Tags >> alternative energy
May 18
2010

Prop 16 Protest

Posted by Bruce Robinson in technology , Santa Rosa , rights , politics , nonprofit orgs , news , Green , government , environment , election , economy , current events , climate change , carbon , California , business , alternative energy , activism

Bruce Robinson

The opposition campaign to PG&E’s big-budget backing for Proposition 16 took to the streets—well, actually the sidewalks—of downtown Santa Rosa yesterday (above, with Lady Liberty joined by Santa Rosa Mayor Susan Gorin and Healdsburg City Councilman Gary Plass), blasting the measure as “another bailout” for the utility.

The Yes on 16 campaign may have a much bigger budget, but the list of local governments and other groups who have lined up against it is impressive and growing. Ann Hancock, Executive Director of the Climate Protection Campaign, offered a sampling of that roster of opponents at the midday rally on Tuesday.

Healdsburg was among the founding members of the Northern California Power Agency (NCPA), a coalition of 17 cities that act as their own electric utility for their residents. ( Read their  statement opposing Prop 16 here.)  There are numerous other such operations elsewhere in the state. Expanding the service areas for any of them would be subject to the 2/3s vote requirement in Proposition 16, as would the creation of any additional local power purchasing entities, says Healdsburg City Council member Gary Plass. But while many cities oppose the measure, there is little they can do to directly combat it.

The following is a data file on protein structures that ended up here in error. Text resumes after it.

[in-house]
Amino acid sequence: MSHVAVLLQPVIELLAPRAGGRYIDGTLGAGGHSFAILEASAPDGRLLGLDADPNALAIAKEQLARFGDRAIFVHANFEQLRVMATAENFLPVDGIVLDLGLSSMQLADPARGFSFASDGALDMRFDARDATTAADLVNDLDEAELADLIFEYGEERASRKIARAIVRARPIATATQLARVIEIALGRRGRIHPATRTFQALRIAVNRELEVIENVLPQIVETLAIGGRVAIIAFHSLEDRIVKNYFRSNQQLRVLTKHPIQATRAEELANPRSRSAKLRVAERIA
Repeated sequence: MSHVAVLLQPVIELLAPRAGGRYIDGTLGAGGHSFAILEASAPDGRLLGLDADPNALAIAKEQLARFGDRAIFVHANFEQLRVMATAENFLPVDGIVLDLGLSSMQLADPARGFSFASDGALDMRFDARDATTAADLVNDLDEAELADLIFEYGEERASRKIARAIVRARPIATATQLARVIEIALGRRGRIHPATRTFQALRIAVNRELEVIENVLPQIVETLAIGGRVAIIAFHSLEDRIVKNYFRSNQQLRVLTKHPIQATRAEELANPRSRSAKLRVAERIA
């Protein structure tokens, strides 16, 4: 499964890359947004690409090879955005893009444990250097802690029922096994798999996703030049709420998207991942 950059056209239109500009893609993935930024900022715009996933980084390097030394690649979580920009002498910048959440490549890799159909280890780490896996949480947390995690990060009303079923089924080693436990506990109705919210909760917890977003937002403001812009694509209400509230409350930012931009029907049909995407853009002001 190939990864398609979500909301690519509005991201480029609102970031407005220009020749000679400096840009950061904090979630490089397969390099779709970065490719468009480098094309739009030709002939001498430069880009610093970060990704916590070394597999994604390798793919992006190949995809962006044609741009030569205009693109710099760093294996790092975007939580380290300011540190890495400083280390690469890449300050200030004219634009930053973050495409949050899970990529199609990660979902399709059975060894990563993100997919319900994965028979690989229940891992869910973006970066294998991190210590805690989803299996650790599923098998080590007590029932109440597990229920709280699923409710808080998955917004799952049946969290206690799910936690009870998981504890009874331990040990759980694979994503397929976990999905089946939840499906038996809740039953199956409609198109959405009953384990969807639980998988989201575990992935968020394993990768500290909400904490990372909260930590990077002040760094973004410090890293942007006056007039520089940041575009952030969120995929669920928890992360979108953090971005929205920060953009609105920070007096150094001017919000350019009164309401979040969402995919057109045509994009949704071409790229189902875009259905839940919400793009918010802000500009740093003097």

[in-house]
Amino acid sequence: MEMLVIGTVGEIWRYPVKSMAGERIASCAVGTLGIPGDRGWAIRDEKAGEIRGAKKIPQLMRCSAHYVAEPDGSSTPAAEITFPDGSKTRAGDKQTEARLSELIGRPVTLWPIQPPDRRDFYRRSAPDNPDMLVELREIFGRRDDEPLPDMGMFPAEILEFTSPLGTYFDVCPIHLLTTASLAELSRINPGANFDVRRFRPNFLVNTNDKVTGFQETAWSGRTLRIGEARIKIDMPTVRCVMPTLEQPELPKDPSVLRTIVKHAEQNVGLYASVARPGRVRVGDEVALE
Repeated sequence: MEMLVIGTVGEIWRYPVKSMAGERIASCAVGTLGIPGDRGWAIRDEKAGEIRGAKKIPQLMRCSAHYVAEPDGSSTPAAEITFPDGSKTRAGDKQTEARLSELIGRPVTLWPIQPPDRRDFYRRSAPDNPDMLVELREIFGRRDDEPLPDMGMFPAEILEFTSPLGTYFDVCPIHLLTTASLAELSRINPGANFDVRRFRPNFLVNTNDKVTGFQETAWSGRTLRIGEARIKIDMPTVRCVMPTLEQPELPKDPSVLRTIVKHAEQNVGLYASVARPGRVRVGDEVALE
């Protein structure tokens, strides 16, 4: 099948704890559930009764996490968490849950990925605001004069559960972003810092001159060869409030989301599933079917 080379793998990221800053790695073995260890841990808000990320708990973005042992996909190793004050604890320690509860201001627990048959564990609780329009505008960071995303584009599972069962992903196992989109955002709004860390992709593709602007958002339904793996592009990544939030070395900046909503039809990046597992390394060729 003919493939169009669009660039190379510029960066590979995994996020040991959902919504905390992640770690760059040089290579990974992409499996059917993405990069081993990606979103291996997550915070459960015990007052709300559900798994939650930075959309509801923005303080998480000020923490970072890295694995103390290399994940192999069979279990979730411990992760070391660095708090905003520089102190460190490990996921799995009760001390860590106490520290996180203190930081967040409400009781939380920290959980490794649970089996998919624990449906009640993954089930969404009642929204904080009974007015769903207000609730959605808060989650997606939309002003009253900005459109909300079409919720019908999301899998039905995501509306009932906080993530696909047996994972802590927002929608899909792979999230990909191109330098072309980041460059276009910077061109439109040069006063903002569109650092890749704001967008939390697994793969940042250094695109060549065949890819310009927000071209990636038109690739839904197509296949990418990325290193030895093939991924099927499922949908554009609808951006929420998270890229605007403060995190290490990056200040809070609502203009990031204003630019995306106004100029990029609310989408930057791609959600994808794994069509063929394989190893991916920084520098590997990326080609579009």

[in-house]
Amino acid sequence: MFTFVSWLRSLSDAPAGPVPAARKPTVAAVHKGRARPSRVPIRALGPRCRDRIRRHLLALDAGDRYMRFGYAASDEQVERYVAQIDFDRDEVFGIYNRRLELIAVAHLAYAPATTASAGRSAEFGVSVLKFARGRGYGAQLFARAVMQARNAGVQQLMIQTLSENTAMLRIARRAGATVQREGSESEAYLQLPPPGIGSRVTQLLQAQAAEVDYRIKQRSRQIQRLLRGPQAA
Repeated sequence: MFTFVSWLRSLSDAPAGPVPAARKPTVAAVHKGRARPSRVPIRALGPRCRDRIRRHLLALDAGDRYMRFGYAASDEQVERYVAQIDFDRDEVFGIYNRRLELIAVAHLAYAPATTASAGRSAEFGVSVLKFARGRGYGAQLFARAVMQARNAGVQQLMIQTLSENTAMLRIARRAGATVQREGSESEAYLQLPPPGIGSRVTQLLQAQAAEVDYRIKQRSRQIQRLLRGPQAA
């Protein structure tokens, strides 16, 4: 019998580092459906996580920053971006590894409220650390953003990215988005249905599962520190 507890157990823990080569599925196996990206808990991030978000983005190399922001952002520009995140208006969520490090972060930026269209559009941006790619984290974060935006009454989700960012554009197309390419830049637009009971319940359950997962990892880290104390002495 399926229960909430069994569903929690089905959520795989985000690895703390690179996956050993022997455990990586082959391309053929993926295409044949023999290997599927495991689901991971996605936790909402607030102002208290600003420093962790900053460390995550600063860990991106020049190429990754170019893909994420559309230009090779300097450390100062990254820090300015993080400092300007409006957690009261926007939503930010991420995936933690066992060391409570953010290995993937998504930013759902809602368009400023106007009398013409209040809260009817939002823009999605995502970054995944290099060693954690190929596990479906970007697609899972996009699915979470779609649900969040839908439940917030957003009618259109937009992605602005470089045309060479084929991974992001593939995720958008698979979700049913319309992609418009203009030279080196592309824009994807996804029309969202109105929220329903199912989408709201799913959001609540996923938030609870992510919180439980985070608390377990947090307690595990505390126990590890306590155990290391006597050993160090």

The lion’s share of the electricity used by the residents and businesses of municipal Healdsburg now comes from an array of renewable sources. Councilman Plass breaks it down for us.

Want to find our more about this measure? You can read an impartial analysis of Proposition 16  or to see the video ads against Prop 16 that won't be shown on television (due to no budget, not topical censorship), go here.

 

May 14
2010

Energy Bills & Climate Protection

Posted by Bruce Robinson in waste , transportation , speaker , Sonoma County , resources , politics , policy , nonprofit orgs , Green , government , go green , events , environment , economy , Congress , climate change , carbon , California , alternative energy , activism

Bruce Robinson